This article is part of the Questions and Answers series.
Q: What is church discipline?
A: You might have noticed that disciple and discipline are related words. In the broadest sense, church discipline is one part of Christian discipleship.1 It involves teaching and correction. Not surprisingly, theres a centuries-old practice of referring to formative discipline and corrective discipline. We form by teaching. We correct by pointing out error.
More narrowly, church discipline means correcting sin. The process begins with private warnings. It ends, when necessary, with removing someone from church membership and participation in the Lords Table for unrepentant sinsin they refuse to let go of. Often, people use the words church discipline to refer especially to this last step, as when they say, We disciplined Joe from the church, meaning they removed Joe from membership in the church and the Table. They might also use the word excommunication (think ex-communion) to mean the same thing.
Church discipline is not about retribution or enacting justice. Its redemptive. Its meant to help the individual Christian and the congregation grow in godlinessin God-likeness. As Paul says, deliver this man to Satan for the destruction of the flesh, so that his spirit may be saved (1 Cor. 5:5).
Church discipline is painful, but often necessary, and should always be loving. In this addition to the 9Marks Church Questions series, Jonathan Leeman presents succinct biblical answers to various questions posited about the nature and application of church discipline.
Q: Is church discipline in the Bible?
A: The answer is, yes, it shows up in a number of New Testament passages (for instance, see 2 Cor. 2:6; Gal. 6:1; Eph. 5:11; 1 Thess. 5:14; 2 Thess. 3:615; 1 Tim. 5:1920; 2 Tim. 3:25; Titus 3:10). Perhaps the two most well-known passages on church discipline are Matthew 18:1517 and 1 Corinthians 5.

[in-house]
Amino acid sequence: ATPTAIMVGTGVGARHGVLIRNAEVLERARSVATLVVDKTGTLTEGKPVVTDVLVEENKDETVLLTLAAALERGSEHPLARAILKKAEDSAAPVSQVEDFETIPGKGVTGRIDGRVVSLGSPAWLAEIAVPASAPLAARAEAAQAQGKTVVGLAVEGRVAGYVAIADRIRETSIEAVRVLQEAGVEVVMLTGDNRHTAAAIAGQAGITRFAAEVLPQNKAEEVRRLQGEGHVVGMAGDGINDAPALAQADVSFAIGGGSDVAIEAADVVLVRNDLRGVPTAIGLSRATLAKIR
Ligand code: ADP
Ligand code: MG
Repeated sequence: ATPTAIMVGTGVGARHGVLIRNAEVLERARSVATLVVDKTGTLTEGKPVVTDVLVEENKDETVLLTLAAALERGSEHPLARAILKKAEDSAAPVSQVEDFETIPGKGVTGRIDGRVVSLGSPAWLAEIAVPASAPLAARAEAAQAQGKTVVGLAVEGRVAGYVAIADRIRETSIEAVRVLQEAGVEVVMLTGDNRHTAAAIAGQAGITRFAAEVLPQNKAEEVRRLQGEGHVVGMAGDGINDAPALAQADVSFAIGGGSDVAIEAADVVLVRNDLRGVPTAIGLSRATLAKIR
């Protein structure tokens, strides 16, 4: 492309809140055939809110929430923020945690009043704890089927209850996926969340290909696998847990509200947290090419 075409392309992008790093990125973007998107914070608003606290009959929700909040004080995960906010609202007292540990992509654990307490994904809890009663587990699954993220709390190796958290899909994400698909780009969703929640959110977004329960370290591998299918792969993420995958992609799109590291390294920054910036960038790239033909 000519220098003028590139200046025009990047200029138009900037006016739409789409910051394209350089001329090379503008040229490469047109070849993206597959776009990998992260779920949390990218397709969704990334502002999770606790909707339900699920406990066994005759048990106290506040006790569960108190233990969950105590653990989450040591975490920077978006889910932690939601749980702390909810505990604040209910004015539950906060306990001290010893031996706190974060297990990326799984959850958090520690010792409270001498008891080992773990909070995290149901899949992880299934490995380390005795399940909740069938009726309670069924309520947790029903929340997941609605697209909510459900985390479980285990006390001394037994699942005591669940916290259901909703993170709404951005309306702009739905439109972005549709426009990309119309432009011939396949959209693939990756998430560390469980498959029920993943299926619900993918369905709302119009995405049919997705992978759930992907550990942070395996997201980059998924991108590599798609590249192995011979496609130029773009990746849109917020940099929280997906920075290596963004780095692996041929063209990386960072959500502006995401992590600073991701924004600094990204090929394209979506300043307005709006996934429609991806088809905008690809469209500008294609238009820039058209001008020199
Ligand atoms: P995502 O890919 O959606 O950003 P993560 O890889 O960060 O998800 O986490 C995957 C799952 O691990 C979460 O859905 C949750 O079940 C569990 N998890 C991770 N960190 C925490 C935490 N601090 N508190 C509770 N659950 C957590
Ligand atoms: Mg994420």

Jesus raises the topic in Matthew 18 while teaching about how a good shepherd will leave the ninety-nine sheep to pursue the one stray (Matt. 18:1014). How do we pursue the one stray? Jesus answers like this:
If your brother sins against you, go and tell him his fault, between you and him alone. If he listens to you, you have gained your brother. But if he does not listen, take one or two others along with you, that every charge may be established by the evidence of two or three witnesses. If he refuses to listen to them, tell it to the church. And if he refuses to listen even to the church, let him be to you as a Gentile and a tax collector. (Matt. 18:1517)
So someone is sinning. Hes confronted privately. He doesnt stop. Hes confronted a second time. He still doesnt stop. Hes confronted by the church. He still doesnt stop. At that point, Jesus says, he should be treated as someone outside the covenant communityas an outsider. He must be excluded or excommunicated from the fellowship.
Notice Jesus wants to keep the matter as small as possible, but hes also willing to take a matter to the whole church. After all, its the whole church that affirmed that persons profession of faith when they brought him into membership. In a church, we all share in that mutual affirmation because we share a family name. We are responsible for one another, like different parts of the body.
Notice also that Jesus believes in due process. A matter must be established by two or three witnesses, just like in a Jewish court of law (Deut. 19:15). He doesnt want false charges or mob jus- tice to rule the church. He doesnt want pastors standing up and offering their interpretations of peoples character. He only wants churches to act when the facts are generally agreed upon.